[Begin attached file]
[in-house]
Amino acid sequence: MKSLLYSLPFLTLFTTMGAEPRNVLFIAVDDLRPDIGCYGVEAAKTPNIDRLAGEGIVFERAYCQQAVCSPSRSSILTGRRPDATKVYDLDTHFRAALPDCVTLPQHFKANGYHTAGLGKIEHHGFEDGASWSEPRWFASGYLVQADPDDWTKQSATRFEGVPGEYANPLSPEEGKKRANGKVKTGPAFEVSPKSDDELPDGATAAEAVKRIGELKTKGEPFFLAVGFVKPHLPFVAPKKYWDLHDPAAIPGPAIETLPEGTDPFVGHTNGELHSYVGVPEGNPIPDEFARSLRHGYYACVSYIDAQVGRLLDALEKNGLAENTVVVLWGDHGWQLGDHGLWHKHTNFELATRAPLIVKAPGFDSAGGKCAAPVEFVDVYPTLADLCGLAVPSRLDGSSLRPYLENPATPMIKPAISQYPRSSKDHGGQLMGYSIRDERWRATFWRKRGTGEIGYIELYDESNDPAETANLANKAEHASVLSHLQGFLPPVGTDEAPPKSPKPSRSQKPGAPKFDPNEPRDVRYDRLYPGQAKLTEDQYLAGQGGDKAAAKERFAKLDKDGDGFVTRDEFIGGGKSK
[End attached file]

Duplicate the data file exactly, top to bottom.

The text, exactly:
[in-house]
Amino acid sequence: MKSLLYSLPFLTLFTTMGAEPRNVLFIAVDDLRPDIGCYGVEAAKTPNIDRLAGEGIVFERAYCQQAVCSPSRSSILTGRRPDATKVYDLDTHFRAALPDCVTLPQHFKANGYHTAGLGKIEHHGFEDGASWSEPRWFASGYLVQADPDDWTKQSATRFEGVPGEYANPLSPEEGKKRANGKVKTGPAFEVSPKSDDELPDGATAAEAVKRIGELKTKGEPFFLAVGFVKPHLPFVAPKKYWDLHDPAAIPGPAIETLPEGTDPFVGHTNGELHSYVGVPEGNPIPDEFARSLRHGYYACVSYIDAQVGRLLDALEKNGLAENTVVVLWGDHGWQLGDHGLWHKHTNFELATRAPLIVKAPGFDSAGGKCAAPVEFVDVYPTLADLCGLAVPSRLDGSSLRPYLENPATPMIKPAISQYPRSSKDHGGQLMGYSIRDERWRATFWRKRGTGEIGYIELYDESNDPAETANLANKAEHASVLSHLQGFLPPVGTDEAPPKSPKPSRSQKPGAPKFDPNEPRDVRYDRLYPGQAKLTEDQYLAGQGGDKAAAKERFAKLDKDGDGFVTRDEFIGGGKSK